Understanding prayer and fasting



The practice of fasting is not only widely abused but greatly misunderstood by many people. Yet, fasting is not new or peculiar to the New Testament. It has an abundant record in both the Old Testament and the New Testament. It has a long history that spans thousands of years. From Moses to Paul, from the exodus of Israel out of Egypt to the present day, fasting has been part of believers’ communion with God. The record of God’s Word shows that many great intercessors in different dispensations have sought God’s face through fasting. Leaders, prophets, kings, queens, people and even nations have prayed to God with earnestness, fervency and fasting in times of great difficulty and danger. Moses, David, Esther, Ezra, Nehemiah, Daniel and Paul are among the great intercessors in the Bible that prayed and fasted, thereby experiencing great supernatural breakthroughs for themselves and for others. John the Baptist and his disciples fasted often and what a great ministry John had! What a life! What a ministry! What impact he had on a corrupt and perverse nation! Our Lord, Jesus Christ, began His ministry with fasting – waiting on God without eating or drinking – and no one has equalled His influence or power on the world. Paul started his Christian journey and ministerial duty with prayer and fasting; the world is yet to see anyone else like him.

Fasting has been a constant feature in the believers’ communion with God. Many men and women of God have fasted, when they were burdened with spiritual or physical challenges. Fasting is not to be done to make a good impression on people, to attract or win the praise of men (Matthew 6:16-18). Driven by the prevailing need of one’s life or led by the Spirit of God when we are confronted with overwhelming challenges of life, we seek God’s face with fasting, laying our petition before the Lord.

Therefore, for a fast to be beneficial, it must be done in the spirit of reverence towards God, in which we acknowledge our dependence on God and worship Him as a covenant-keeping Redeemer. In its strictest sense, fasting meant (to believers in Bible times and still means today) going without food and drink for a designated period of time. Times of fasting are special times of prayer, sometimes during personal distress, when we humble ourselves before God as we seek divine intervention. Recorded examples of effective prayer and fasting in the Scripture reveal the connection of fasting with personal humility, confession, restitution, obedience and absolute dependence on God.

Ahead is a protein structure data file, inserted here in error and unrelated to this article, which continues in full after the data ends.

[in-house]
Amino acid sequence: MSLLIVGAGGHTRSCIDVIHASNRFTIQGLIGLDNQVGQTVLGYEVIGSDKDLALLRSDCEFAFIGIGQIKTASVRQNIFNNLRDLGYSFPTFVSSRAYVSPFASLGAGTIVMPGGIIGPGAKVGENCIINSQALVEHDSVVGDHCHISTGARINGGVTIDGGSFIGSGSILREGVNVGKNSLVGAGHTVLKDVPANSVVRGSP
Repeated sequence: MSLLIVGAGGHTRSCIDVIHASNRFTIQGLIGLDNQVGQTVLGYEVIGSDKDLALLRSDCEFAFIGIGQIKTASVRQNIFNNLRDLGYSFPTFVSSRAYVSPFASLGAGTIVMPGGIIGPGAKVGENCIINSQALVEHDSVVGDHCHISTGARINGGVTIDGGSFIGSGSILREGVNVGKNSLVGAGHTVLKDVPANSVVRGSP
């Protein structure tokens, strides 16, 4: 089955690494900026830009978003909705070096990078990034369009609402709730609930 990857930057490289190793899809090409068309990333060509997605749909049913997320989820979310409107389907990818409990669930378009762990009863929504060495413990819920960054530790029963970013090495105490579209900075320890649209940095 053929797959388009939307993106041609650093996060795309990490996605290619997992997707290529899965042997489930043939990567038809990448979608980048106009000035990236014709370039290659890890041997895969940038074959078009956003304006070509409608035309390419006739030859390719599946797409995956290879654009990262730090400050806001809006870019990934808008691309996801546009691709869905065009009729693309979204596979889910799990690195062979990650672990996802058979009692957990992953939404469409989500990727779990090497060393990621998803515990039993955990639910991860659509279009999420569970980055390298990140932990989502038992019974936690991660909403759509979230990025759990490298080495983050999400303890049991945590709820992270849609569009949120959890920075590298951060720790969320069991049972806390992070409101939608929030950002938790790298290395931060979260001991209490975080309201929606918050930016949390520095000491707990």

Fasting is spoken of by Christ as a source of spiritual power. It seems contrary to natural reasoning to deprive oneself of physical energy at a time when it is needed most. But the diminished bodily strength is replaced by spiritual energy and power necessary for moving mountains and solving longstanding problems. Jesus said, “This kind (of problems) goeth not out but by prayer and fasting” (Matthew 17:21). Fasting (with prayer) grants believers extraordinary spiritual power – power with God to prevail on men (Genesis 32:28; Hosea 12:3,4), power to do exploits in difficult, dangerous times (Daniel 11:32), power to remove obstacles and move mountains (Matthew 17:20,21), power over all the power of the enemy (Luke 10:19), power over persecutors and oppressors (Daniel 3:27; 6:27), power to heal sicknesses (Mark 3:15), power over demons, evil, unclean spirits (Mark 6:7), power to declare unwelcome truth to all categories of sinners (Micah 3:8), power to convict and convert hardened sinners (Luke 1:17), power to work miracles and accomplish the impossible (Acts 6:8), power to subdue and conquer sorcerers and possessors of power of darkness (Acts 13:6-12; Exodus 9:11), and then power from on high (Luke 24:49). Through prayer and fasting, every believer can have spiritual power to do everything God has appointed for him.

Faith in God makes believers mightier and more powerful than natural people. God’s promises provide for all our needs. All that God promises the believer in His Word can be received by an act of faith. This is true concerning salvation, healing and deliverance, the provision of our material requirements or whatever our particular needs and problems might be.

By faith, we are justified, sanctified, filled and baptised in the Holy Spirit. By faith, we are kept and preserved, by faith we stand, by faith we walk, by faith we inherit the promises. The central importance of faith in the life of the Christian is clearly revealed in God’s Word. “But without faith, it is impossible to please Him: For he that cometh to God must believe that He is, and that He is a rewarder of them that diligently seek Him” (Hebrews 11:6). Jesus has provided “all things that pertain unto life and godliness.” “All things are yours” (2 Peter 1:3,4; 1 Corinthians 3:21). With the prayer of faith, sometimes, backed up by fasting, all things are possible in your life.

REFERENCES: Matthew 6:16-18; 17:19-21; Psalms 35:13,14; 69:9,10; 109:21-27; Nehemiah 1:4-6; Jeremiah 36:6,7; Daniel 9:3,4,20-23; Acts 9:8,9,15-20; 10:1-6,30-33,44; Matthew 17:19-21; Luke 4:1,2,14-21,32; Deuteronomy 9:18-20; 34:10-12; Psalm 68:35; Acts 13:1-12; 14:23; 2 Corinthians 6:1-7; 1 Corinthians 2:4,5; Isaiah 40:28-31; Mark 11:22-24; James 5:15-18; Ephesians 2:8-10; Acts 15:9; 26:18; 3:16; Ephesians 6:16; Matthew 9:29; Mark 9:23; Romans 4:17-21; John 14:12-14; Hebrews11:5,11,17-19,29,30,32-34. (All scriptures are from the Kings James Version of the Bible).

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fastingPrayerW.F. Kumuyi
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